Airline Miles for Rail Points

Miniature Train Museum

Today, I transferred some of my United Mileage Plus airline miles to Amtrak Guest Rewards points, even if the two carriers are not partners. However, United’s merger mate, Continental, has been a partner with Amtrak for many years, and beginning this past spring, you can freely transfer miles between your United and Continental accounts.

I converted the air miles to rail points since I find that earning airline miles is far easier than earning train points. For example, almost everyone can earn 5,000 miles by, say, flying on a transcontinental flight between New York and California. Since my elite status with United gives me a 100% mileage bonus on flight, I only need to fly 2,500 miles or a one-way flight between New York and Los Angeles (2,475 miles) or San Francisco (2,585 miles). If you buy a one-way ticket for $175, that’s about 7¢ per mile, or 3.5¢ per mile for me since I have the 100% mileage bonus. (Don’t hate me.)

Comparatively, Amtrak offers a less generous earning rate. You earn points based on the amount of money you spend on travel, not on how far you travel. To earn 5,000 points on Amtrak, you have to spend $2,500, as they will give you two points for every dollar spent. However, Amtrak will also give you a minimum of 100 points for every trip you take. I have exploited this rule a few times in California because you get 100 points for every segment, and that includes short-haul trips on the Pacific Surfliner, which cost as little as $20. At that rate, you can earn 5,000 points in fifty one-way trips. And at $20 per trip, which is a minimum price, that would require at least $1000 to earn the same number of points as $375 on an airline. That’s why I decided to convert my “bling” from air to rail.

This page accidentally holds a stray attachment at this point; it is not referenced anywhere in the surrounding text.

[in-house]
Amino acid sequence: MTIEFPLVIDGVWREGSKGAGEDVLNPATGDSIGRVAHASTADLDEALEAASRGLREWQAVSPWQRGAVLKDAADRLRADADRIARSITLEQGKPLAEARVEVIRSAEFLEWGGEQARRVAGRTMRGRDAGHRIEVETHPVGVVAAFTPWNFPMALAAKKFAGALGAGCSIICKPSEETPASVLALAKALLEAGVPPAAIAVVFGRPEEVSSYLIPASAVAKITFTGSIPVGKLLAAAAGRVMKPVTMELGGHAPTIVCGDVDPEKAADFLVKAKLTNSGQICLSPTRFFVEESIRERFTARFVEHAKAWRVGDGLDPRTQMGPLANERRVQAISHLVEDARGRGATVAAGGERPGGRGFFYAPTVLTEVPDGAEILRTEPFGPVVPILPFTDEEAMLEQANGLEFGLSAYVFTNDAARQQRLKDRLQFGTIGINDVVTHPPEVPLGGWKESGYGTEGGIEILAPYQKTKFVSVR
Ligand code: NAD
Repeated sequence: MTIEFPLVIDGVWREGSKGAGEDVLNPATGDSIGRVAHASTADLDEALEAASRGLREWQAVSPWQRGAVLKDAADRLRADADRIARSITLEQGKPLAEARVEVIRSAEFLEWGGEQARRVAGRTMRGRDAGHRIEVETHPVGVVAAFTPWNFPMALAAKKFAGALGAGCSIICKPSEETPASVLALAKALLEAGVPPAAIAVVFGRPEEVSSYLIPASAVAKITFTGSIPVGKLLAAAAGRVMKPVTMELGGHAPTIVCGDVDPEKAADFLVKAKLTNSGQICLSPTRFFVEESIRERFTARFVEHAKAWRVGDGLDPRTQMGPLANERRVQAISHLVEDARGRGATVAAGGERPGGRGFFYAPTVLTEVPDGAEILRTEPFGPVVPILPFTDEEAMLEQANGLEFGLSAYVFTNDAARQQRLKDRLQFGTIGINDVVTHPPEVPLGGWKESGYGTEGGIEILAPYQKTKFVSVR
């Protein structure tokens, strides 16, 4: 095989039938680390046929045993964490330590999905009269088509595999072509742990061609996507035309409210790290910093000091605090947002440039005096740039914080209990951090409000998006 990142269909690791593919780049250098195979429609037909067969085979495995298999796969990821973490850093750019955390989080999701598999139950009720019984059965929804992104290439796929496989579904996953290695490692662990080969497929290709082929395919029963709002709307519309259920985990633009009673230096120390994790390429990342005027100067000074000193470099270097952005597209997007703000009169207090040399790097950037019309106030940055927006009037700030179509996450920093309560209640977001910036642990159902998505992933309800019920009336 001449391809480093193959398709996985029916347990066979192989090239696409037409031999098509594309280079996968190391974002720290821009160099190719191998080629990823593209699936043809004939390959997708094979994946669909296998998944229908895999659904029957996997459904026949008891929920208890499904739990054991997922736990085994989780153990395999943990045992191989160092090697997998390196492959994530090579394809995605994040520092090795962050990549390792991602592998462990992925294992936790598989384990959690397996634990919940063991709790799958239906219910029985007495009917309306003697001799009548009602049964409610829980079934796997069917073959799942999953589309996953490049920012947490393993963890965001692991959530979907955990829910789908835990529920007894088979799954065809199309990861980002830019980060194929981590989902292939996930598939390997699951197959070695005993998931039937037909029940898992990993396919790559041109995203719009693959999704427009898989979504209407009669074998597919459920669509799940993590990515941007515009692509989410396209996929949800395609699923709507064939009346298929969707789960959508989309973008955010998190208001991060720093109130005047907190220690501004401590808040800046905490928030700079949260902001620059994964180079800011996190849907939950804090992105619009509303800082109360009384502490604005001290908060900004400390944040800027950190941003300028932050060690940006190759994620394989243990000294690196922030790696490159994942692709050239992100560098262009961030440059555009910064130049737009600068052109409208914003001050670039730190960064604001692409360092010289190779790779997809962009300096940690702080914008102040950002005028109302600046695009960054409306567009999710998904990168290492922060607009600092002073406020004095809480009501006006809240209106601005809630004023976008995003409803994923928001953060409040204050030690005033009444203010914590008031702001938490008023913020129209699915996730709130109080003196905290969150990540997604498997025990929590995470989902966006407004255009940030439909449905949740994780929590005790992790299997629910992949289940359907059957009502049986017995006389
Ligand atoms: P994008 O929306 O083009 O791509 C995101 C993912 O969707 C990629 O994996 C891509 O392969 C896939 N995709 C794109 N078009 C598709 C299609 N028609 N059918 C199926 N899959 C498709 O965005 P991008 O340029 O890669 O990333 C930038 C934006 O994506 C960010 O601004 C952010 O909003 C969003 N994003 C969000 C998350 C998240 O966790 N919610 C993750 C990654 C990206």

One large looming question remains. What do I get with 5,000 Amtrak points?

If you’re going to do the same thing, hurry. The partnership between Continental and Amtrak ends on December 31.

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